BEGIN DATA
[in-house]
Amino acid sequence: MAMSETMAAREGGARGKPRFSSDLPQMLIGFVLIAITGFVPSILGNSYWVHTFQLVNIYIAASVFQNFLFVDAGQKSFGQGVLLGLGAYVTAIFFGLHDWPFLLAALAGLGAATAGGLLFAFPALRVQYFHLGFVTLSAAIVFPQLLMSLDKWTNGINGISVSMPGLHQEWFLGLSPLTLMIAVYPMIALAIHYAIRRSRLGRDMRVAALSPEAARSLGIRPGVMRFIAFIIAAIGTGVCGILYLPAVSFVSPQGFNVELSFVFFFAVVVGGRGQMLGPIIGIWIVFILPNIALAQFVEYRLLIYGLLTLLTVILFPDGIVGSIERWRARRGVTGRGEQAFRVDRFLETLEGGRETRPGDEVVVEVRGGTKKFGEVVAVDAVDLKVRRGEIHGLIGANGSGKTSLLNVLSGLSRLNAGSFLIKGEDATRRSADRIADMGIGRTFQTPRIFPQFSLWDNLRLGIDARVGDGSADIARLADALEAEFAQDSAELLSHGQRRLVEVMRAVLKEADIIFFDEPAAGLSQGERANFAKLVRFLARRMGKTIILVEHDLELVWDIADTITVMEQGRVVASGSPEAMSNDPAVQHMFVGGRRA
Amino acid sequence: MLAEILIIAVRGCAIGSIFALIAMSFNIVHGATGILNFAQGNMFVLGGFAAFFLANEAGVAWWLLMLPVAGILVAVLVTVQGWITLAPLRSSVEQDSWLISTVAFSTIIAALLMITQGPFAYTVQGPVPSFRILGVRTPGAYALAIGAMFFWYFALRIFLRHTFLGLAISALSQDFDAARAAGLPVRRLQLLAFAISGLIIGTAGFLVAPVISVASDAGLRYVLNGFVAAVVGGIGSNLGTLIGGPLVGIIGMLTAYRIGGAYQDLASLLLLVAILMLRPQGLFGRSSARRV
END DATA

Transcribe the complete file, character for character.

[in-house]
Amino acid sequence: MAMSETMAAREGGARGKPRFSSDLPQMLIGFVLIAITGFVPSILGNSYWVHTFQLVNIYIAASVFQNFLFVDAGQKSFGQGVLLGLGAYVTAIFFGLHDWPFLLAALAGLGAATAGGLLFAFPALRVQYFHLGFVTLSAAIVFPQLLMSLDKWTNGINGISVSMPGLHQEWFLGLSPLTLMIAVYPMIALAIHYAIRRSRLGRDMRVAALSPEAARSLGIRPGVMRFIAFIIAAIGTGVCGILYLPAVSFVSPQGFNVELSFVFFFAVVVGGRGQMLGPIIGIWIVFILPNIALAQFVEYRLLIYGLLTLLTVILFPDGIVGSIERWRARRGVTGRGEQAFRVDRFLETLEGGRETRPGDEVVVEVRGGTKKFGEVVAVDAVDLKVRRGEIHGLIGANGSGKTSLLNVLSGLSRLNAGSFLIKGEDATRRSADRIADMGIGRTFQTPRIFPQFSLWDNLRLGIDARVGDGSADIARLADALEAEFAQDSAELLSHGQRRLVEVMRAVLKEADIIFFDEPAAGLSQGERANFAKLVRFLARRMGKTIILVEHDLELVWDIADTITVMEQGRVVASGSPEAMSNDPAVQHMFVGGRRA
Amino acid sequence: MLAEILIIAVRGCAIGSIFALIAMSFNIVHGATGILNFAQGNMFVLGGFAAFFLANEAGVAWWLLMLPVAGILVAVLVTVQGWITLAPLRSSVEQDSWLISTVAFSTIIAALLMITQGPFAYTVQGPVPSFRILGVRTPGAYALAIGAMFFWYFALRIFLRHTFLGLAISALSQDFDAARAAGLPVRRLQLLAFAISGLIIGTAGFLVAPVISVASDAGLRYVLNGFVAAVVGGIGSNLGTLIGGPLVGIIGMLTAYRIGGAYQDLASLLLLVAILMLRPQGLFGRSSARRV